Two-term President Macky Sall appears to be seeking an illegal third term in office while forcing his top opponent off the ballot.
Around 50 protesters in Times Square called for an end to Senegalese President Macky Sall’s repression of his opposition on Saturday.
“No to the dictatorship; no to a third term,” chanted the crowd.
Macky Sall is currently serving his second term; the next presidential elections will take place in February 2024. While a third term would be unconstitutional, Sall’s crackdown on opposition candidates has led to public suspicion that he might be trying to hold on to power.
“Macky Sall is like a boxer who says I’m gonna get in the ring, but only if I get to choose my opponent,” says Oumoul Diallo, a protester who came all the way from Kentucky.
The top opposition leader of the Patriots of Senegal party (PASTEF), Ousmane Sonko, is currently facing a trial for defamation after he accused the Minister of Tourism of corruption. For Sonko’s supporters, the lawsuit is an attempt by Sall’s government to disqualify the candidate from the upcoming presidential elections.
“They are too scared to put him in jail because he is so widely popular, so they are trying to come up with minor charges to disqualify him,” said Moustapha Thiam, a member of PASTEF USA.
With more than 30,000 Senegalese citizens living in New York, many of them in the Little Senegal neighborhood of Harlem, the diaspora is a significant actor in Senegal’s economic and political life.
In Dakar, police fired tear gas to disperse hundreds of Sonko’s supporters on Thursday after he left the court in the capital, Dakar, where hearings are underway in the libel case against him.
Sonko, who is running on a pan-African, sovereignist platform, is particularly popular amongst Senegal’s youth. Some of his promises include a gradual exit out of the Franc CFA, the colonial-era currency created by the French that is still in place today, and renegotiating economic treaties with France.
“We don’t see Macky Sall as our president, we see him as a governor of France.” says Oumoul Diallo.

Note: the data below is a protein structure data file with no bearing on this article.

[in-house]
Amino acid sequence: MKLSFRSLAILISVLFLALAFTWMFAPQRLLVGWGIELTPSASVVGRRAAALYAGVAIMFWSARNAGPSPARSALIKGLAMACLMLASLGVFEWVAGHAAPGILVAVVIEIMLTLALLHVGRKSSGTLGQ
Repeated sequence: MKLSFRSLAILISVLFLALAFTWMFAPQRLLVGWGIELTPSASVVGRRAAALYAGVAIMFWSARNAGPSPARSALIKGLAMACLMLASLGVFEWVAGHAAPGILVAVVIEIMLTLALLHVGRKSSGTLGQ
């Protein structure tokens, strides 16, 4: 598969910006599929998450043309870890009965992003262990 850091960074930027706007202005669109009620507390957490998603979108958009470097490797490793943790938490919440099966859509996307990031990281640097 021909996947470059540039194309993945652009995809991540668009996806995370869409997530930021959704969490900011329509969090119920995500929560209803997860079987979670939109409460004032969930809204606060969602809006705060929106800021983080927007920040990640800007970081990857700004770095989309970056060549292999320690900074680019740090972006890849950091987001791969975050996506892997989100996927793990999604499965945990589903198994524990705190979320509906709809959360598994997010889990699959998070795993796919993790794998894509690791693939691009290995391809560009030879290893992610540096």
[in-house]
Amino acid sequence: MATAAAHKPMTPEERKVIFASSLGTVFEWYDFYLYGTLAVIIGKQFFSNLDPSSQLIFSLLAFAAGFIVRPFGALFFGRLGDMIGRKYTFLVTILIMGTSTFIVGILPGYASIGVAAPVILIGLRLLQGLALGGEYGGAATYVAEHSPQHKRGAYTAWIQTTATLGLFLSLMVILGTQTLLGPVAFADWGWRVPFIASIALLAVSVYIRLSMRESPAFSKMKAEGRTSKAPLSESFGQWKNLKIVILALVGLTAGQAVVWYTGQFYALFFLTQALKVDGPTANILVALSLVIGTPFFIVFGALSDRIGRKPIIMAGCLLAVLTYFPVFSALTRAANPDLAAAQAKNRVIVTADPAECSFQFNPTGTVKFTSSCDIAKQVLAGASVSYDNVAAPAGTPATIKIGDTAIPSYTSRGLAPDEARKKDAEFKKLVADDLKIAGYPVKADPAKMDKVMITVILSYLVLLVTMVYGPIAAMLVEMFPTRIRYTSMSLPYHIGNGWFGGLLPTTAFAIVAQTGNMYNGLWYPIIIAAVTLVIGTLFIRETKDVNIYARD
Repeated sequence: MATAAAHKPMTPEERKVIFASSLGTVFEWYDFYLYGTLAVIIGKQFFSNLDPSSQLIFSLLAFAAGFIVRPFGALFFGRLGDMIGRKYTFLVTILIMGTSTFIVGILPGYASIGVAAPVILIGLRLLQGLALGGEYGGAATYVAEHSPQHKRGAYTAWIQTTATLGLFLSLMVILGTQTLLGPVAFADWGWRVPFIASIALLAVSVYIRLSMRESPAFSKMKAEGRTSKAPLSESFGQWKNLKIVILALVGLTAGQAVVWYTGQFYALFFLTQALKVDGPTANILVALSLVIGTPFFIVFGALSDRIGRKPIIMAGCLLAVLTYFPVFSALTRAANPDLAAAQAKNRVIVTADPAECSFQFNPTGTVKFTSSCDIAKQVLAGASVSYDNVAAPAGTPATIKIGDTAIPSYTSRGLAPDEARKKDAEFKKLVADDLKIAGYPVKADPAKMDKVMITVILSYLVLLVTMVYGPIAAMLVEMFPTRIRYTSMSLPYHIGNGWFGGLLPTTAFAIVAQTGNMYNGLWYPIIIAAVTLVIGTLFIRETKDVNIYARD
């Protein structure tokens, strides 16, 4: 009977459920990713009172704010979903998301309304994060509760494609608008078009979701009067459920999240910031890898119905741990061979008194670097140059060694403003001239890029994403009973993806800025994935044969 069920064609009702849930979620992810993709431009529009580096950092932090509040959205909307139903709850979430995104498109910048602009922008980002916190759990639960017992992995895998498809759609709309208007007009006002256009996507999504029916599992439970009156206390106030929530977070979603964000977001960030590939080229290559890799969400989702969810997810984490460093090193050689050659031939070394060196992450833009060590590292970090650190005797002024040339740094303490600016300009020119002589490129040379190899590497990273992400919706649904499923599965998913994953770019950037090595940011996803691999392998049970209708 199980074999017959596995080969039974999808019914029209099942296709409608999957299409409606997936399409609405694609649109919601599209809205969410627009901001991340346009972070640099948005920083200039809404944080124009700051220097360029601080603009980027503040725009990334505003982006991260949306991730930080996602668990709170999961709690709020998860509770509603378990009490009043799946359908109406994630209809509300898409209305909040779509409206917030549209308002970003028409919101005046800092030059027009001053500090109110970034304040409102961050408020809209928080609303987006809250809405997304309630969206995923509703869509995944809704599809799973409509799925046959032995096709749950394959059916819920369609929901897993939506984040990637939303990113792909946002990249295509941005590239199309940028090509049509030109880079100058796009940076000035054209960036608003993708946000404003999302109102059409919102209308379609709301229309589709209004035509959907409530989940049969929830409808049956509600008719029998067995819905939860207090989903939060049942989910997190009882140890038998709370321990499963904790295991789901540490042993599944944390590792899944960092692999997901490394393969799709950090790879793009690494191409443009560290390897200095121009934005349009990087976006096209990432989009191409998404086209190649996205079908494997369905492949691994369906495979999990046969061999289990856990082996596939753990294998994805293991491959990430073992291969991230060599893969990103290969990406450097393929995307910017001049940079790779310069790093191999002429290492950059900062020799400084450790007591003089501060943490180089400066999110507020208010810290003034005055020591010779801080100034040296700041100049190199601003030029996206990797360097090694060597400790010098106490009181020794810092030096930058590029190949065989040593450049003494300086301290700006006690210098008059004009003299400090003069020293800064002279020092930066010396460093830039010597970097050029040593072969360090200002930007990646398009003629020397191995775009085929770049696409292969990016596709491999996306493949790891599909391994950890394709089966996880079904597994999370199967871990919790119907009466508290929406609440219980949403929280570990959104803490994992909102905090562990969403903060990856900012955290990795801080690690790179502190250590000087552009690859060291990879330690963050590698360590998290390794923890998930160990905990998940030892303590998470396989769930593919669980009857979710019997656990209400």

In March 2021, 14 protesters, many of them teenage boys, were killed by security forces during protests after Sonko was arbitrarily arrested for disrupting public order. While the Senegalese government promised that an impartial commission would be put in place to investigate the deaths, no judicial proceedings have been announced since.
“Senegal has already displayed enough red flags for the international community to see,” says Ibrahima Dramé, a coordinator for PASTEF. “Our message is clear: Do not wait until a civil war erupts and send peacekeepers. This is the time for preventive diplomacy.”
Senegalese New Yorkers already protested at the UN Headquarters in 2021 after Ousmane Sonko was arrested on charges of rape, which his supporters views as yet another political ploy.
With more than 30,000 Senegalese citizens living in New York, many of them in the Little Senegal neighborhood of Harlem, the diaspora is a significant actor in Senegal’s economic and political life. Remittances from Senegalese immigrants account for 10% of the country’s GDP and 15 of the 112 seats at the National Assembly are earmarked for the Senegalese diaspora. During the 2019 presidential elections, both Ousmane Sonko and Macky Sall made public appearances in New York City. In the elections next year, the Senegalese diaspora in the United States, which largely voted for Sonko in 2019, will once again be a coveted electorate.
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